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Wet Wool and Violent Shakes

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They’d been walking for two weeks before the fall weather truly set in. Days were tolerable, chills of the night chased away by the late autumn sun. Nights were another matter. Sometimes they got lucky, Rick or Daryl spotting some kind of shack, barn, or even a large truck everyone could settle into for the night. Walls felt safer than open air, both in protection from walkers and protection from the elements. This night, they were not so lucky. Hershel swore if they kept going just a bit further they’d reach an old granary but the rain that had only been a sprinkle quickly escalated into a deluge. Sheets of water that drenched clothes, cold settling into bones as if the concept of “warm” never truly existed. The canopy of trees along the old highway could only provide so much shelter from the downpour but it was something. Almost everyone had picked a tree base without much discussion, huddling in twos or threes. Daryl settled into the driest patch he could, crossbow at the ready should he be needed. It would be a quiet night, he knew that already. Rain like this made the world into a swamp of muck, where walking became treacherous for those with working minds, let alone walkers. Those bastards would sink into the soup and stay there, snapping and clawing uselessly.

People had started to doze off, exhaustion overtaking discomfort. As bodies slowly stopped their fidgeting, Daryl realized he wasn’t the only one huddled solo. Little Beth Greene curled up at the base of a pitiful looking tree, arms wrapped around her knees, shaking in time with the spindly pine needles above her. One tree away, Hershel and Maggie slept beneath a scratchy blanket they’d taken from the trunk of a partially burned out car. Daryl frowned, disbelief curling in his gut. How in the hell had Beth ended up all alone, without a blanket under a shitty tree? Surely someone should be looking after her. Minutes ticked by, the remaining members of the group slid into slumber and Beth’s shaking got worse. Slight tremors became bone deep rattles as she became increasingly saturated. Was she normally that pale?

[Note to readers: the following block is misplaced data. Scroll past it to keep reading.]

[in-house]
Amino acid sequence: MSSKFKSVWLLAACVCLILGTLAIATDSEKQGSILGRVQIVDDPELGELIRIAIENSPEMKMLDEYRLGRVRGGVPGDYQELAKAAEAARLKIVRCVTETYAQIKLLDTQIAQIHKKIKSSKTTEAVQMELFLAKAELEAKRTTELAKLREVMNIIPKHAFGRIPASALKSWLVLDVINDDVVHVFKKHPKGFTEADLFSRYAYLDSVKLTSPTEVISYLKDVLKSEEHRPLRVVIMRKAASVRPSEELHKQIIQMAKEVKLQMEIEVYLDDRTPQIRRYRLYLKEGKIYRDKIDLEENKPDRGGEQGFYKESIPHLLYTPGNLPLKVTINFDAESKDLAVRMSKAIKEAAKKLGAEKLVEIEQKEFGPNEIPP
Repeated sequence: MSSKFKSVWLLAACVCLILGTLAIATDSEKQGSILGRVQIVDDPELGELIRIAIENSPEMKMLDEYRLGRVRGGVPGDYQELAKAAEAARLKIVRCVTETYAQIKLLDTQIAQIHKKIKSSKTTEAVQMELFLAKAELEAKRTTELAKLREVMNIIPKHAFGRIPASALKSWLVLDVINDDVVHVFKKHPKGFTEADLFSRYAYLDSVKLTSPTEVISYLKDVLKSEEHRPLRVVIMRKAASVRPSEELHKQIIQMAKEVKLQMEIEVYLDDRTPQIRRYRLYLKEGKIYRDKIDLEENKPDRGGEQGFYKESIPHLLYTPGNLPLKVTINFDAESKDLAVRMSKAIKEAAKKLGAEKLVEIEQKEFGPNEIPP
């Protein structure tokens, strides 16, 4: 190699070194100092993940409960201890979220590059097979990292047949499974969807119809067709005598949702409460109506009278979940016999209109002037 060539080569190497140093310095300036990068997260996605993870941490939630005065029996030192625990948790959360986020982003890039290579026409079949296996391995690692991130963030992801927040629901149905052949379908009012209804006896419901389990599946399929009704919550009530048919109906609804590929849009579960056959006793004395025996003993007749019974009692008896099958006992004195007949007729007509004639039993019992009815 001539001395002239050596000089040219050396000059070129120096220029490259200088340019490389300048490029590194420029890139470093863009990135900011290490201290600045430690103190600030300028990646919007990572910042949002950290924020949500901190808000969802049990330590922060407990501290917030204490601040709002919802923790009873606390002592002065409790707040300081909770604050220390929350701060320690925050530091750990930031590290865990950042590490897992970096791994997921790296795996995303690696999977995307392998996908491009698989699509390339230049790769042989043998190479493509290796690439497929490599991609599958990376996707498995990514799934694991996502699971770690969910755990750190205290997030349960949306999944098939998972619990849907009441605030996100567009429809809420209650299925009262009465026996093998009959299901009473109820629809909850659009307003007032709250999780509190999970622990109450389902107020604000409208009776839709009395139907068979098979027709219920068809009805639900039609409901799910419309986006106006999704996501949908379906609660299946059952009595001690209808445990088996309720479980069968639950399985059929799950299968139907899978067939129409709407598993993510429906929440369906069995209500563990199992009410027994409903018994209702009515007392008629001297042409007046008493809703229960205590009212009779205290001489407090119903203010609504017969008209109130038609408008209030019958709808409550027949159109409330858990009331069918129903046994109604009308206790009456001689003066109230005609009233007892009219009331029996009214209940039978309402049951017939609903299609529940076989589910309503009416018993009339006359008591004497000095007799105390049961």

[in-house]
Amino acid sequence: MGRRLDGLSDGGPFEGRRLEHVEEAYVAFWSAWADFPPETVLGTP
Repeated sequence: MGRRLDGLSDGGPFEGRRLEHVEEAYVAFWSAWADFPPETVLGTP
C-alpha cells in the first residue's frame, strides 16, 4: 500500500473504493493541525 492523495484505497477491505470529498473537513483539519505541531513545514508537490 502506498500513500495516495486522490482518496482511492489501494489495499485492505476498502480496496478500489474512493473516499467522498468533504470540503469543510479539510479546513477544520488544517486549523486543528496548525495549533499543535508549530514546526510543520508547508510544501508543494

Discomfort pulled his gut tighter and tighter. She wouldn’t survive the night like this but did he have it in him to move? He was soaked through, along with the rest of them but the thing about wool was that, even wet, it helped keep in body heat. And Beth needed body heat.

He’d had to clear his throat twice before the rough sound was able to penetrate the rain. She lifted her head from her arms, gazing blearily at him.


His voice was low, and she didn’t respond for a few of his thudding heartbeats. He opened his mouth to speak again, maybe a bit louder this time when she jerkily unwound herself and lurched toward him. Cold had made her clumsy, feet sliding in the earth, fingers unable to uncurl properly. He moved as quickly as he could, pulling her against his chest then under his poncho, head tucked just under his chin. He moved his legs to cradle her from either side, arms around her rigid frame. She was ice, damp to the touch everywhere. She held herself stiffly, trying not to shake against him but wave after wave of shakes still came. Rattling her bones, rattling his. He held her tighter, hands rubbing her arms, hands, the side of her ribs. Whatever he could reach to create friction, get her blood moving. Saturated strands of blonde hair stuck to her neck and his collar bone, dripping slowly onto both their skin and clothing.

Now that she was here, trembling against him, he wondered if he made the right decision. She needed warmth yes, but did she need him? Could he handle having her pressed against him all night? Anxiety crept up his spine, making his skin itch and burn every place they touched. He should have just given her the poncho and a space under his tree, not curled himself around her as if he were trying to be some kind of space heater. His fingers twitched, feet shifted as if he’d already made up is mind to forfeit the poncho. He could stand the cold and wet without it. Hell, he’d survived much worse before. But something stopped him from moving. She burrowed into him, a quiet sigh escaping her. Fingers slowly curled into the flannel covering his chest, the pad of her little finger slipping through a small hole to rest against the skin of his chest. A small noise bubbled up from the back of her throat, a moan mixed with a sigh. Not a second later did a breathy “thank you” follow. In that moment he settled fully against the base of the tree and her. Choice made. He wasn’t letting her go.